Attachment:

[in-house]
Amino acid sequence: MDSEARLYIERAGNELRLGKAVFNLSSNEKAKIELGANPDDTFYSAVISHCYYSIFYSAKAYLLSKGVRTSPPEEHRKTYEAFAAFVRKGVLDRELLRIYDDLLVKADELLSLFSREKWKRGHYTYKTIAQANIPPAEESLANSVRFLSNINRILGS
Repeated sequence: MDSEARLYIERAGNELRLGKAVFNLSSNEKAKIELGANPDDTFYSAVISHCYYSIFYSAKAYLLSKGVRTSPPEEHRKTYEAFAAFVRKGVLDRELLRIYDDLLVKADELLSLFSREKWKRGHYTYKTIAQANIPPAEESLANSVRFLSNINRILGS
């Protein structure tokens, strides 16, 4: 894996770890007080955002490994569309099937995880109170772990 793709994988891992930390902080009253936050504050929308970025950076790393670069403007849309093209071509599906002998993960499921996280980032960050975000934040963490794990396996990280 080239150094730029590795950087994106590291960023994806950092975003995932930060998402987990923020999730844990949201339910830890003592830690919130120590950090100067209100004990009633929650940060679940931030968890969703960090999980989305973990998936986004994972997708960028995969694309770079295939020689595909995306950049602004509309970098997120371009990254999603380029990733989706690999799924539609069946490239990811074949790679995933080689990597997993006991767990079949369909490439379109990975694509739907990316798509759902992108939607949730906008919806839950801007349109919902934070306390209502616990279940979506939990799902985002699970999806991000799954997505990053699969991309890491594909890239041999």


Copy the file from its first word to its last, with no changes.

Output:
[in-house]
Amino acid sequence: MDSEARLYIERAGNELRLGKAVFNLSSNEKAKIELGANPDDTFYSAVISHCYYSIFYSAKAYLLSKGVRTSPPEEHRKTYEAFAAFVRKGVLDRELLRIYDDLLVKADELLSLFSREKWKRGHYTYKTIAQANIPPAEESLANSVRFLSNINRILGS
Repeated sequence: MDSEARLYIERAGNELRLGKAVFNLSSNEKAKIELGANPDDTFYSAVISHCYYSIFYSAKAYLLSKGVRTSPPEEHRKTYEAFAAFVRKGVLDRELLRIYDDLLVKADELLSLFSREKWKRGHYTYKTIAQANIPPAEESLANSVRFLSNINRILGS
């Protein structure tokens, strides 16, 4: 894996770890007080955002490994569309099937995880109170772990 793709994988891992930390902080009253936050504050929308970025950076790393670069403007849309093209071509599906002998993960499921996280980032960050975000934040963490794990396996990280 080239150094730029590795950087994106590291960023994806950092975003995932930060998402987990923020999730844990949201339910830890003592830690919130120590950090100067209100004990009633929650940060679940931030968890969703960090999980989305973990998936986004994972997708960028995969694309770079295939020689595909995306950049602004509309970098997120371009990254999603380029990733989706690999799924539609069946490239990811074949790679995933080689990597997993006991767990079949369909490439379109990975694509739907990316798509759902992108939607949730906008919806839950801007349109919902934070306390209502616990279940979506939990799902985002699970999806991000799954997505990053699969991309890491594909890239041999």